GUINSAUGON, Philippines – Standing in a light drizzle, the handful of mourners didn't know any of the 30 people laid side by side in a mass grave Sunday as workers began burying the few victims recovered since a mudslide wiped out this farming village.
Anyone who could have identified the bodies was likely under a carpet of muck up to 30 feet deep, and hopes all but evaporated that more survivors would be found.
Only about two dozen battered, dazed people have been rescued from the debris left by Friday's disaster, which left some 1,800 people missing and presumed dead.
Weary search teams found more than a dozen bodies Sunday, and on Monday the number of confirmed deaths rose to 74. With no one left to claim the dead and bodies quickly starting to decompose in the tropical heat, officials ordered them buried in mass graves.
At a cemetery five miles from Guinsaugon, a Roman Catholic priest sprinkled holy water on 30 bodies, some wrapped in bags, others in cheap wooden coffins, then said a prayer through a mask worn to filter out the stench.
Volunteers lowered the bodies to men who placed them side by side at the bottom of the grave.
The only witnesses were local health officials, the provincial governor, some of her staff and a few nearby residents. Some evacuees from the landslide watched from the window of a nearby Catholic school.
Twenty more bodies were to be buried there Monday.
In the capital, President Gloria Macapagal Arroyo said Sunday that "all the efforts of our government continue and will not stop while there is hope to find survivors." But those hopes faded each hour — no survivors have been found since Friday.
On Monday, dozens of haggard U.S. Marines and Philippine soldiers resumed digging in the sea of mud covering the village.
A woman who escaped the destruction said the first inkling of the disaster was a mild shaking of the ground, followed by a loud boom and a roar that sounded like many airplanes.
"I looked up to the mountain and I saw the ground and boulders rushing down," Alicia Miravalles said Sunday.
She said she ran across her family's rice field ahead of the wall of mud and boulders. "I thought I was dead. If the landslide did not stop, I would really be dead now."
Her husband, Mario, said their nearly 4-acre rice farm was left a mound of rocks and mud.
"Our farm is gone. We have no more home," he said. "We can only rely now on the government's help."
Florencio Libaton, an injured villager, told of being caught by the soupy mush while trying to flee with his wife. He said he was rolled and tossed among boulders and tree trunks that were swept down the adjacent mountainside.
"I said, 'God, is this how we are going to die?"' Libaton recalled at Anahawan District Hospital, where he and other injured were taken.
Rescuers found him pinned under a tree trunk and mud. "I yelled out, 'Help! Help! Then they pulled me out after digging with their hands," he said.
There was no sign of Libaton's wife, Porfiria. He feared he also lost his children — a son and two daughters — when the mud buried the village's elementary school, along with 250 to 300 children and teachers.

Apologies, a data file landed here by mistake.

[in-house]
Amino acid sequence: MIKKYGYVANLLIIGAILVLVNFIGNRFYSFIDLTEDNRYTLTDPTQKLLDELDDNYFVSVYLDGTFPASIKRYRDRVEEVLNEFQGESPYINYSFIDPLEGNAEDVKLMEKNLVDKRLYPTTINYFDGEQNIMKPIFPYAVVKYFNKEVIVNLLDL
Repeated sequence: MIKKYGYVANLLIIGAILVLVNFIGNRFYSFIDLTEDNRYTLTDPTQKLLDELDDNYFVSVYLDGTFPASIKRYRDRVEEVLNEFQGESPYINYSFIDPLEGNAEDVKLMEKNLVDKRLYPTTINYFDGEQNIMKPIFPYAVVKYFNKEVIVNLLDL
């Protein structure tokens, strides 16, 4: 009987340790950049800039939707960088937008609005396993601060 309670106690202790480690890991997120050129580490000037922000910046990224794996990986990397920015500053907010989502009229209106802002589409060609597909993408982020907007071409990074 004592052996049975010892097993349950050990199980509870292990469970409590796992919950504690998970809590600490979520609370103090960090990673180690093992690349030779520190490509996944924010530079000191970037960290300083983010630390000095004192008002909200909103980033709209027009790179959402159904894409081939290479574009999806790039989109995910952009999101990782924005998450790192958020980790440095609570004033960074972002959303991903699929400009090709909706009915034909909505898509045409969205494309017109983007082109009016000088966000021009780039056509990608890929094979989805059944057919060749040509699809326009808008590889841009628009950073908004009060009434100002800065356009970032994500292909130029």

Two shiploads of U.S. Marines arrived off Leyte island Sunday to help, diverted from military exercises elsewhere in the Philippines. More were expected Monday.
Communist rebels active elsewhere on Leyte warned the U.S. troops not to stray into insurgent zones, but said they would not attack unless provoked. The New People's Army rebels have been waging a rebellion since the late 1960s.
The hunt for survivors focused on the school after unconfirmed reports circulated that some of those inside had sent text messages to loved ones after the mountainside collapsed following two weeks of heavy rains.
Philippine military officials had said they feared 1,800 people, virtually the entire population of Guinsaugon, died in the disaster. But on Monday, Gov, Rosette Lerias of Southern Leyte province said 928 people were missing and 74 confirmed dead. There was no immediate explanation for the discrepancy in the number of missing.
Official figures of how many survivors were pulled from the mud on Friday have also differed, with counts ranging from 20 to 57.
Spirits rose briefly at the school site Sunday when Malaysian soldiers with sound-detecting gear reported movement. But with nothing else to indicate life, they had to admit the noise could have been settling mud.
A Taiwanese team of 32 rescue workers with heat-sensing equipment arrived to aid the desperate search.
Philippine Lt. Col. Raul Farnacio said teams using search dogs also were digging around the village hall, where about 300 people were at a women's conference when the mudslide hit.
In Geneva, the International Red Cross appealed for $1.5 million to buy materials for temporary shelters and health and cooking items.
Meanwhile, a landslide killed five people on another Philippines island hundreds of miles away, but it was not immediately clear what caused it.
Maj. Gamal Hayudini of the military's Southern Command said the slide engulfed two houses in Zamboanga del Sur province's Bayog town, 470 miles south of Manila. He said a woman was pulled out alive with a broken leg.
In November 1991, about 6,000 people were killed on Leyte in floods and landslides triggered by a tropical storm. In December 2003, 133 people died in floods and mudslides.